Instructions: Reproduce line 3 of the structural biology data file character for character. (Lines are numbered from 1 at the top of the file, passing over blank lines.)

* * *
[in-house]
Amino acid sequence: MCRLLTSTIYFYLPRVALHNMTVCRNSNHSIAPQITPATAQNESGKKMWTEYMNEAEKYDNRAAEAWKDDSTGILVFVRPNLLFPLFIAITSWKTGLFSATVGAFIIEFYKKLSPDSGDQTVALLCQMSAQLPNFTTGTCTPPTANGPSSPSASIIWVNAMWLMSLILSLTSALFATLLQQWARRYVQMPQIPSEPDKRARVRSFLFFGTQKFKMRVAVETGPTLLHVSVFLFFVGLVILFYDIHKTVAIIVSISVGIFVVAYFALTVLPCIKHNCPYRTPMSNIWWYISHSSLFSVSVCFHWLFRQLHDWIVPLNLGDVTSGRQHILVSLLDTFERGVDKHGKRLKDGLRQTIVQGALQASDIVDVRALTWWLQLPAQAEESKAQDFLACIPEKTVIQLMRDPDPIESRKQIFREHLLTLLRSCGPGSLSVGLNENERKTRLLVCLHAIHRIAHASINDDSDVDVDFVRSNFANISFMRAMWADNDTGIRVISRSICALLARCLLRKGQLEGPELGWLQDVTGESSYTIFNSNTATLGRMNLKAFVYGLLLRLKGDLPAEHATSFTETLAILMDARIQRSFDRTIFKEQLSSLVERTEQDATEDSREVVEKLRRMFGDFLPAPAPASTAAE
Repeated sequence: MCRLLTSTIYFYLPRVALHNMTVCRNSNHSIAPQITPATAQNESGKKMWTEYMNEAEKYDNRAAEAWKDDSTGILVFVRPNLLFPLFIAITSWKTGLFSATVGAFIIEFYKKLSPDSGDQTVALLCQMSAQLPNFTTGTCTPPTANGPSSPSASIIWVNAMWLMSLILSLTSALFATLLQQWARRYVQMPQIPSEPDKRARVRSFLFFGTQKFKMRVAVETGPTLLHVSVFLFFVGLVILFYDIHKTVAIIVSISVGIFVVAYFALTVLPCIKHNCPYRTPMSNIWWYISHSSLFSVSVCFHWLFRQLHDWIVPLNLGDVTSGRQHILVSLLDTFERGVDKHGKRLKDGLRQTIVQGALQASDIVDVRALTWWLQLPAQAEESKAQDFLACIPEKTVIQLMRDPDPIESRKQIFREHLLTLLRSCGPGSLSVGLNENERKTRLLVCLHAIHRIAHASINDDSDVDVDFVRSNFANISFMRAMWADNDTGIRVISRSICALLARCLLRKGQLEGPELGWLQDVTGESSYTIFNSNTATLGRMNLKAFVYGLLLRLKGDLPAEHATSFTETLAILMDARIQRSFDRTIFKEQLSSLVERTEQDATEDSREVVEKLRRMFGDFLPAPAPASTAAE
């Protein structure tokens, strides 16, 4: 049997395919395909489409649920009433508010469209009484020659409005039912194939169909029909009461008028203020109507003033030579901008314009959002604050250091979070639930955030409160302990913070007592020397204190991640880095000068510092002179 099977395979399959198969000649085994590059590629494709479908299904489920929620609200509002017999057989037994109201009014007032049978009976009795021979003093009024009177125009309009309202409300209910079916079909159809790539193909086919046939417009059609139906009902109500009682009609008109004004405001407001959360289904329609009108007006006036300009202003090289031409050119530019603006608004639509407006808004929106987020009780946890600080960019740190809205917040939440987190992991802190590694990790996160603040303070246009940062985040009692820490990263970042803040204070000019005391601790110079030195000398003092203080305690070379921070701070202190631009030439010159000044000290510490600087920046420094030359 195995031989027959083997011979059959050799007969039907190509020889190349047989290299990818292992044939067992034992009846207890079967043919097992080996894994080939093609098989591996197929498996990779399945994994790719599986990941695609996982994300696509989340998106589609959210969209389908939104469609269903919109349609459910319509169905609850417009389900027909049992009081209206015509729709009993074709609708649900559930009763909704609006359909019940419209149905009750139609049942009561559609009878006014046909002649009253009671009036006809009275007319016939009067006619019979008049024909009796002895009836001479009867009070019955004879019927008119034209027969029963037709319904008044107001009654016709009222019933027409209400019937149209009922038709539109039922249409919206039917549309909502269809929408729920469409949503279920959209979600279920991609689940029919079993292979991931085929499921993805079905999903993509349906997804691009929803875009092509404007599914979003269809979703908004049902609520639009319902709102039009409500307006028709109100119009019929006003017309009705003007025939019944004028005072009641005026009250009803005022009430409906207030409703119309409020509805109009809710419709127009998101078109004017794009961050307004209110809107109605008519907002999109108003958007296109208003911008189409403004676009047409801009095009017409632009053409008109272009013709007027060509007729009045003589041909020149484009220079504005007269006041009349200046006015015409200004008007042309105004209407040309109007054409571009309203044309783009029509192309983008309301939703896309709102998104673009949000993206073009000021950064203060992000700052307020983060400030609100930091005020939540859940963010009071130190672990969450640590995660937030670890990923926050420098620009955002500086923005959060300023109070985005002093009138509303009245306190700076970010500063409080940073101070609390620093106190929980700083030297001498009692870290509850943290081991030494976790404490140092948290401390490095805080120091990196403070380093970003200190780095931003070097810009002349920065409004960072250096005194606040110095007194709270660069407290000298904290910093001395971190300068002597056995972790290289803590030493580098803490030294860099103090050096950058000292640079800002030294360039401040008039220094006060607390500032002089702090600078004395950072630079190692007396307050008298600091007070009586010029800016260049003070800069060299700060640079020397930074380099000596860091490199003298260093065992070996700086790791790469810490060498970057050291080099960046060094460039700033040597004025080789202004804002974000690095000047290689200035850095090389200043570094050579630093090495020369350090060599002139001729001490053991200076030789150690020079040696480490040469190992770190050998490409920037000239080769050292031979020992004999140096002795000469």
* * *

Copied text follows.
Repeated sequence: MCRLLTSTIYFYLPRVALHNMTVCRNSNHSIAPQITPATAQNESGKKMWTEYMNEAEKYDNRAAEAWKDDSTGILVFVRPNLLFPLFIAITSWKTGLFSATVGAFIIEFYKKLSPDSGDQTVALLCQMSAQLPNFTTGTCTPPTANGPSSPSASIIWVNAMWLMSLILSLTSALFATLLQQWARRYVQMPQIPSEPDKRARVRSFLFFGTQKFKMRVAVETGPTLLHVSVFLFFVGLVILFYDIHKTVAIIVSISVGIFVVAYFALTVLPCIKHNCPYRTPMSNIWWYISHSSLFSVSVCFHWLFRQLHDWIVPLNLGDVTSGRQHILVSLLDTFERGVDKHGKRLKDGLRQTIVQGALQASDIVDVRALTWWLQLPAQAEESKAQDFLACIPEKTVIQLMRDPDPIESRKQIFREHLLTLLRSCGPGSLSVGLNENERKTRLLVCLHAIHRIAHASINDDSDVDVDFVRSNFANISFMRAMWADNDTGIRVISRSICALLARCLLRKGQLEGPELGWLQDVTGESSYTIFNSNTATLGRMNLKAFVYGLLLRLKGDLPAEHATSFTETLAILMDARIQRSFDRTIFKEQLSSLVERTEQDATEDSREVVEKLRRMFGDFLPAPAPASTAAE